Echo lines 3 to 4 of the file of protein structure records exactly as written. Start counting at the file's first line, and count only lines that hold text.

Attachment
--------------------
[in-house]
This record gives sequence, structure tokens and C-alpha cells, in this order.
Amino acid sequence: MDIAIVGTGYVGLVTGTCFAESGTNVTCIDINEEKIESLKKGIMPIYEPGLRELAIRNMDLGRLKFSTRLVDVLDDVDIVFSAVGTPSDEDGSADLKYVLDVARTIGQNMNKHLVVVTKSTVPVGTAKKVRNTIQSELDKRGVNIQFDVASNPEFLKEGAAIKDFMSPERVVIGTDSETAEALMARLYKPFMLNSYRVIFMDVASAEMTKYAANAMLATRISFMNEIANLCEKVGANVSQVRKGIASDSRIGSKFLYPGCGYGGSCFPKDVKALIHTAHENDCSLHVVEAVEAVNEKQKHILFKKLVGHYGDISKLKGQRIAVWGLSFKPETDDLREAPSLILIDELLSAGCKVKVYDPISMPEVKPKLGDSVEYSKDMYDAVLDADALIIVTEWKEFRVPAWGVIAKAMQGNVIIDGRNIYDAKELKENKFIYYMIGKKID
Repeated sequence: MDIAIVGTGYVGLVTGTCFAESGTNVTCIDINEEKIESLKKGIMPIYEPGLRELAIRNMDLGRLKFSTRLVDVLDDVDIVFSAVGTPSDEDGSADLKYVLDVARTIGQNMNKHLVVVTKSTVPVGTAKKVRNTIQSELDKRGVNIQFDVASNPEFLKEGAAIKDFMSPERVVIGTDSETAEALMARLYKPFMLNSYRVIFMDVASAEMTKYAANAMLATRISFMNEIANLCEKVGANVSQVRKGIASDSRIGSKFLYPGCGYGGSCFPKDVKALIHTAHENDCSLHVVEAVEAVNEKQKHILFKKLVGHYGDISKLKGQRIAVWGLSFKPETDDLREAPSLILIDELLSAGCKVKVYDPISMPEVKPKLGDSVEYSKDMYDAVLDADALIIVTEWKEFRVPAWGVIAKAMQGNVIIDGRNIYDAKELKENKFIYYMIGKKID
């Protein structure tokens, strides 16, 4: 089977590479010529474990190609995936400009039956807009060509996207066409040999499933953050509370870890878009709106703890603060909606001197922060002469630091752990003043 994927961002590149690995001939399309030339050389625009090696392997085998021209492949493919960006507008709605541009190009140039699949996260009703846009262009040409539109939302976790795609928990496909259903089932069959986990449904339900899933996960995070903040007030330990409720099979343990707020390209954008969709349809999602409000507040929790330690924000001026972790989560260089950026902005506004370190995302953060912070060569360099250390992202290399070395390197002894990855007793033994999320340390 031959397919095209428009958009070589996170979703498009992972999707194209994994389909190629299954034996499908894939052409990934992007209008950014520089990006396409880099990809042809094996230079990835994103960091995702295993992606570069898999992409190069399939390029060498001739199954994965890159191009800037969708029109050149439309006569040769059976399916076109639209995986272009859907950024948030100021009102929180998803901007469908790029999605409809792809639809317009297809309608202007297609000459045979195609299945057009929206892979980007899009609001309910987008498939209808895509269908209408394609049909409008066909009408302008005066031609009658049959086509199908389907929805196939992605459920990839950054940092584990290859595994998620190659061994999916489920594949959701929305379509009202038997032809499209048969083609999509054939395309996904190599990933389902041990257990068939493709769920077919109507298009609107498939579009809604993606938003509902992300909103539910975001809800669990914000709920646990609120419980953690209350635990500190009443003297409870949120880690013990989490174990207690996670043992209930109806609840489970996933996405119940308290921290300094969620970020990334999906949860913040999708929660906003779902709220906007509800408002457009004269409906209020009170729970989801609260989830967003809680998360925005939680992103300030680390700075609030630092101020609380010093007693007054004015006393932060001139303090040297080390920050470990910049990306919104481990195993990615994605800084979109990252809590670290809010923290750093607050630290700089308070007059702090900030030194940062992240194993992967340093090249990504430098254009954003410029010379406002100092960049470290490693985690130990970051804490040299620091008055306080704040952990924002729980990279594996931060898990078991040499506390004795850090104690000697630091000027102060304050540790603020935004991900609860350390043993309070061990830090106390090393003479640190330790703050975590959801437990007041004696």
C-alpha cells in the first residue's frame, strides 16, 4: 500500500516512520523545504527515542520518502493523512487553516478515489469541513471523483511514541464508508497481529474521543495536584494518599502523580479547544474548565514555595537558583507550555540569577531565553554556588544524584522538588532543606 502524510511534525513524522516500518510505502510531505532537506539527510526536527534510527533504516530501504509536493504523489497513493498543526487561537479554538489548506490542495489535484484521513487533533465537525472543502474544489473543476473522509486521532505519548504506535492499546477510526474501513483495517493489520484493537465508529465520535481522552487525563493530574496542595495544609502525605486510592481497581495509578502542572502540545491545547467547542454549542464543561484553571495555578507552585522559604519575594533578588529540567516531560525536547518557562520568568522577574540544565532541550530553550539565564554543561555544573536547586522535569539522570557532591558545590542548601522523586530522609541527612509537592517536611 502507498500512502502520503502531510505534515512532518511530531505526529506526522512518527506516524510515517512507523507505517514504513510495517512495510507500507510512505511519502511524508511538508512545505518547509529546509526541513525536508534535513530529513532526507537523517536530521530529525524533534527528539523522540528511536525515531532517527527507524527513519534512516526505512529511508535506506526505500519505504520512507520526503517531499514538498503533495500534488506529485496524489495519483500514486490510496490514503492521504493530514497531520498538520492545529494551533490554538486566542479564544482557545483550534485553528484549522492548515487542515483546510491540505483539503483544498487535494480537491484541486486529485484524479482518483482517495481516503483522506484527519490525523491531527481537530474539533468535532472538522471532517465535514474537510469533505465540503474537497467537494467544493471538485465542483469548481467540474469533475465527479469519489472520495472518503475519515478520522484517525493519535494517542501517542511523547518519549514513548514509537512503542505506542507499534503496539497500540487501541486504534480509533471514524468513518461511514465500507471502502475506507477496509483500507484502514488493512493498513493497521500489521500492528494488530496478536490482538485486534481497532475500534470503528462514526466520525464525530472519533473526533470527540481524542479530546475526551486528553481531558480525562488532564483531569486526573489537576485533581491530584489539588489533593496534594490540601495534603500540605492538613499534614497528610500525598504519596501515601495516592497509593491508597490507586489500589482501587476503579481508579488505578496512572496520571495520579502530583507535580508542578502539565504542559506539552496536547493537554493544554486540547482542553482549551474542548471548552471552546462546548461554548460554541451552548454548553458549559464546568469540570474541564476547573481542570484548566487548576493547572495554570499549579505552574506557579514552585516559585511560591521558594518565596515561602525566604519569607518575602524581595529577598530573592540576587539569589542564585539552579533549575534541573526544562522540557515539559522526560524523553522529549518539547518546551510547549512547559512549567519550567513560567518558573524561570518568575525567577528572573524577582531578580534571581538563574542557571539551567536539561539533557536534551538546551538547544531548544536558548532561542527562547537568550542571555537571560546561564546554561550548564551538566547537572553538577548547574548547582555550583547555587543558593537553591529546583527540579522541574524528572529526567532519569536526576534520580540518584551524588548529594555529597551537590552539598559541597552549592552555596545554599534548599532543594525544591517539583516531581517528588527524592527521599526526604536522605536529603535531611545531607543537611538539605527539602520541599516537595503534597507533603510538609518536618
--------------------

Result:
Amino acid sequence: MDIAIVGTGYVGLVTGTCFAESGTNVTCIDINEEKIESLKKGIMPIYEPGLRELAIRNMDLGRLKFSTRLVDVLDDVDIVFSAVGTPSDEDGSADLKYVLDVARTIGQNMNKHLVVVTKSTVPVGTAKKVRNTIQSELDKRGVNIQFDVASNPEFLKEGAAIKDFMSPERVVIGTDSETAEALMARLYKPFMLNSYRVIFMDVASAEMTKYAANAMLATRISFMNEIANLCEKVGANVSQVRKGIASDSRIGSKFLYPGCGYGGSCFPKDVKALIHTAHENDCSLHVVEAVEAVNEKQKHILFKKLVGHYGDISKLKGQRIAVWGLSFKPETDDLREAPSLILIDELLSAGCKVKVYDPISMPEVKPKLGDSVEYSKDMYDAVLDADALIIVTEWKEFRVPAWGVIAKAMQGNVIIDGRNIYDAKELKENKFIYYMIGKKID
Repeated sequence: MDIAIVGTGYVGLVTGTCFAESGTNVTCIDINEEKIESLKKGIMPIYEPGLRELAIRNMDLGRLKFSTRLVDVLDDVDIVFSAVGTPSDEDGSADLKYVLDVARTIGQNMNKHLVVVTKSTVPVGTAKKVRNTIQSELDKRGVNIQFDVASNPEFLKEGAAIKDFMSPERVVIGTDSETAEALMARLYKPFMLNSYRVIFMDVASAEMTKYAANAMLATRISFMNEIANLCEKVGANVSQVRKGIASDSRIGSKFLYPGCGYGGSCFPKDVKALIHTAHENDCSLHVVEAVEAVNEKQKHILFKKLVGHYGDISKLKGQRIAVWGLSFKPETDDLREAPSLILIDELLSAGCKVKVYDPISMPEVKPKLGDSVEYSKDMYDAVLDADALIIVTEWKEFRVPAWGVIAKAMQGNVIIDGRNIYDAKELKENKFIYYMIGKKID